The leading hotels are the Tattersall’s, Caledonian, Commercial and Crown. The Hay Standard, weekly, and Riverine Grazier, biweekly, are the local journals. The Episcopalians, Presbyterians, Roman Catholics, and Wesleyans, have places of worship here; there is also a hospital, Athenaeum and free library. Banks: N. S. Wales, Union and Joint Stock.
The premises of both the N. S. Wales and joint Stock Banks are fine spacious buildings. Insurance Agencies: Sydney, Alliance, United Victoria, Mutual Life Association, and Austsralian Widows’ Fund. Principal buildings, besides those mentioned, are the court-house, post and telegraph office and police barracks, public school, Masonic hall and theatre, municipal chambers, and gaol. There are at hay Masonic, Foresters’ and Temperance lodges, lands office, three breweries, and a bonded store.
The town is supplied with water from the nunicipal waterworks, the water being pumped up from the river and carried in pipes through all the principal streets. The town is well laid out, the streets are broad, in some cases planted with trees, and the footpaths asphalted.
The surrounding country is entirely taken up for sheep and cattle stations, and consists of plains sparsely timbered. The population is now stated at upwards of 2,000, and the district at upwards of 4,200. About 70,000 bales of wool are sent from Hay during the season.
The Hay gaol was built in 1879 and is on the Register of the National Estate. For want of prisoners it has been used as an emergency hospital (Spanish Influenza epidemic, 1919), a Red Cross Maternity Home, and hospital for a Prisoners of War camp and as a postwar Institute for Girls. In 1976 it was made into a museum.
In 1994 the Hay Shire had 675,000 head of sheep and fat lambs, 67,000 cattle and 25 sheep stud establishments. Farming was predominantly grazing, with small areas of cereals, rice growing and market gardens. The Hay township had five manufacturing establishments in 1994, and its position on two highways gave it nearly $1.5 million in accommodation takings through seven hotels/motels. The aerodrome, 3 km. south of Hay, has night landing facilities. The township has four banks, a high school and primary schools, a student’s hostel, the weekly riverine Grazier newspaper and a full array of community and recreational facilities. Hay won the N.S.W. Tidy Towns State title in 1991.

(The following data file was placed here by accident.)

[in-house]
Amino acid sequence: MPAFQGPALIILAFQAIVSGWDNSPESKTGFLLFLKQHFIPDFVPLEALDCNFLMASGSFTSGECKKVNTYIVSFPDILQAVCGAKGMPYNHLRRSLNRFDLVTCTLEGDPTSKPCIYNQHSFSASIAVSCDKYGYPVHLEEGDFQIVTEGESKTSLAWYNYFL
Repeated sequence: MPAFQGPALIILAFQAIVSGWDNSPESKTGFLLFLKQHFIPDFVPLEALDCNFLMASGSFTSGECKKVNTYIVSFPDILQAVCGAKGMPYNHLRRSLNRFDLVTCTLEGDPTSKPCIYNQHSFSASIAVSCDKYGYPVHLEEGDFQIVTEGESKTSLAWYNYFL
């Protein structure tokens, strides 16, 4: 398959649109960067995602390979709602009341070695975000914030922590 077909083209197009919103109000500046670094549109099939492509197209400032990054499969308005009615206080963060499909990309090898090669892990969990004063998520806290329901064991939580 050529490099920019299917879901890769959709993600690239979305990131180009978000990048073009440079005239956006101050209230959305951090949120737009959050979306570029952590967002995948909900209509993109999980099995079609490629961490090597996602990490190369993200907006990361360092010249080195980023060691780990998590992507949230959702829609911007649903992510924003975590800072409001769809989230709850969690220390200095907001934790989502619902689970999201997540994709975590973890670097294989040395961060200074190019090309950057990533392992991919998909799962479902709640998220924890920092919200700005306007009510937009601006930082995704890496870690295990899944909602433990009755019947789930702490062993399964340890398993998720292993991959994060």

The populations of Hay have been 2,461 (1911), 3,156 (1933), 4,349 – shire, 2,817 – town (1971), and 3,808 – shire, 2,817 – town (1991).
Postcard dated December, 1907.
Hay Historical Society, “The Witcombe Heritage: A History of the Buildings of Hay”, 1993.
Temora is 325 km. west of Sydney, 90 km. north of Wagga Wagga and in the north-east of the Riverina district.
Temora was the name of an early pastoral property, and was derived from an Aboriginal word of uncertain meaning or from a Scottish Gaelic tern meaning an eminence with an extensive view. The Temora pastoral station was gazetted in 1849, occupying 200,000 acres.
Unpayable quantities of gold were found on the Temora station in 1869, and the discovery of payable gold did not occur until 1880. A small village formed by April, 1880. By the middle of 1880 there were 20,000 people in the Temora district and the town site was surveyed. The next few years saw the winning of gold (alluvial and reef) and prolonged drought. By 1885 Temora had a hospital and three churches. In 1888 most of the Temora station was subdivided for small-farm settlement. Three years later the Temora town council was created and the railway reached Temora in 1897. A well-established Temora was described in The Australian Handbook, 1904, as –
In 1912 the town electricity supply was established and an agricultural research station opened. It concentrated on pasture, wheat and oat growing and sheep research. On the eve of the first world war the Star Theatre was opened and in 1925-6 the Literary Institute and School of Arts were opened. The benefits of the Burrinjuck Dam on the Murrumbidgee River, 120 km. to the east came in 1930 with the supply of hydro electricity and in 1935 with a town water supply. The swimming pool was opened in the same year, and a sewerage scheme built four years later.